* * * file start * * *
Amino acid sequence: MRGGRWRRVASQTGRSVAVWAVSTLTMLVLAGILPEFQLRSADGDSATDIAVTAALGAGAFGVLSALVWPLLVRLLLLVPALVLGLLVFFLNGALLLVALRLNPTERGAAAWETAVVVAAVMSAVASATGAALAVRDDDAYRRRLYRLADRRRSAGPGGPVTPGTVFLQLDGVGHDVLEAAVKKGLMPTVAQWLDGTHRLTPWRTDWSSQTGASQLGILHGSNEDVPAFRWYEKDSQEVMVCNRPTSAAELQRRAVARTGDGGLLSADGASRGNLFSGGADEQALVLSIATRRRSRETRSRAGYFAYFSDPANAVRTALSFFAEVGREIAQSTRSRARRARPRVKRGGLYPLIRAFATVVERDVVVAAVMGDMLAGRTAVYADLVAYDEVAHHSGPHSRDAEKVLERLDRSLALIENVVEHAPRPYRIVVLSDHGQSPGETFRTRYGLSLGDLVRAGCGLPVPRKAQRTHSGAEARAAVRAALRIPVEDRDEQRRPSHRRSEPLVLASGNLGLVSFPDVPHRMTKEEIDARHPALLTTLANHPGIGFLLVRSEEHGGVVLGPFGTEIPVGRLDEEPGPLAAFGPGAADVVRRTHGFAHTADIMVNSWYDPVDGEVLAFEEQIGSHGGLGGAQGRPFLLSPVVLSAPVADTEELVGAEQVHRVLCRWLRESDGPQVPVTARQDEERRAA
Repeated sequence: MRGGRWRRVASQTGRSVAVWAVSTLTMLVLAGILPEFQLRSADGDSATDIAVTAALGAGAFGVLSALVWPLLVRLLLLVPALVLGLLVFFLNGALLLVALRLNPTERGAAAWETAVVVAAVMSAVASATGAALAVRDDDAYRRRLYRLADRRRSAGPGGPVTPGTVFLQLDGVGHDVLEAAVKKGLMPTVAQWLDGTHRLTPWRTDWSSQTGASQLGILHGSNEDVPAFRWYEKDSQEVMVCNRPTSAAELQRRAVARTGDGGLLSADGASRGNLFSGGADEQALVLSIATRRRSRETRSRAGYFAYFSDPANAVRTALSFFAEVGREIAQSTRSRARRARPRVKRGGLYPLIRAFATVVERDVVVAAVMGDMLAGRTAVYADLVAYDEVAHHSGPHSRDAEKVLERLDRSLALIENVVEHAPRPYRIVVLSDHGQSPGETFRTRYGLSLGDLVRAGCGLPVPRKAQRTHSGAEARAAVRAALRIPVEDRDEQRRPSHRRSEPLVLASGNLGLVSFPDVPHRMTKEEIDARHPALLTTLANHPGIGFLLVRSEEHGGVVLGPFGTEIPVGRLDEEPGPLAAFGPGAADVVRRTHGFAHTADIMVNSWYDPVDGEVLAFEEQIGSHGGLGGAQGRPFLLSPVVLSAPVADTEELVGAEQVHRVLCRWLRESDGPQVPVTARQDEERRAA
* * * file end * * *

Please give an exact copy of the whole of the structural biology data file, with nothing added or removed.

Amino acid sequence: MRGGRWRRVASQTGRSVAVWAVSTLTMLVLAGILPEFQLRSADGDSATDIAVTAALGAGAFGVLSALVWPLLVRLLLLVPALVLGLLVFFLNGALLLVALRLNPTERGAAAWETAVVVAAVMSAVASATGAALAVRDDDAYRRRLYRLADRRRSAGPGGPVTPGTVFLQLDGVGHDVLEAAVKKGLMPTVAQWLDGTHRLTPWRTDWSSQTGASQLGILHGSNEDVPAFRWYEKDSQEVMVCNRPTSAAELQRRAVARTGDGGLLSADGASRGNLFSGGADEQALVLSIATRRRSRETRSRAGYFAYFSDPANAVRTALSFFAEVGREIAQSTRSRARRARPRVKRGGLYPLIRAFATVVERDVVVAAVMGDMLAGRTAVYADLVAYDEVAHHSGPHSRDAEKVLERLDRSLALIENVVEHAPRPYRIVVLSDHGQSPGETFRTRYGLSLGDLVRAGCGLPVPRKAQRTHSGAEARAAVRAALRIPVEDRDEQRRPSHRRSEPLVLASGNLGLVSFPDVPHRMTKEEIDARHPALLTTLANHPGIGFLLVRSEEHGGVVLGPFGTEIPVGRLDEEPGPLAAFGPGAADVVRRTHGFAHTADIMVNSWYDPVDGEVLAFEEQIGSHGGLGGAQGRPFLLSPVVLSAPVADTEELVGAEQVHRVLCRWLRESDGPQVPVTARQDEERRAA
Repeated sequence: MRGGRWRRVASQTGRSVAVWAVSTLTMLVLAGILPEFQLRSADGDSATDIAVTAALGAGAFGVLSALVWPLLVRLLLLVPALVLGLLVFFLNGALLLVALRLNPTERGAAAWETAVVVAAVMSAVASATGAALAVRDDDAYRRRLYRLADRRRSAGPGGPVTPGTVFLQLDGVGHDVLEAAVKKGLMPTVAQWLDGTHRLTPWRTDWSSQTGASQLGILHGSNEDVPAFRWYEKDSQEVMVCNRPTSAAELQRRAVARTGDGGLLSADGASRGNLFSGGADEQALVLSIATRRRSRETRSRAGYFAYFSDPANAVRTALSFFAEVGREIAQSTRSRARRARPRVKRGGLYPLIRAFATVVERDVVVAAVMGDMLAGRTAVYADLVAYDEVAHHSGPHSRDAEKVLERLDRSLALIENVVEHAPRPYRIVVLSDHGQSPGETFRTRYGLSLGDLVRAGCGLPVPRKAQRTHSGAEARAAVRAALRIPVEDRDEQRRPSHRRSEPLVLASGNLGLVSFPDVPHRMTKEEIDARHPALLTTLANHPGIGFLLVRSEEHGGVVLGPFGTEIPVGRLDEEPGPLAAFGPGAADVVRRTHGFAHTADIMVNSWYDPVDGEVLAFEEQIGSHGGLGGAQGRPFLLSPVVLSAPVADTEELVGAEQVHRVLCRWLRESDGPQVPVTARQDEERRAA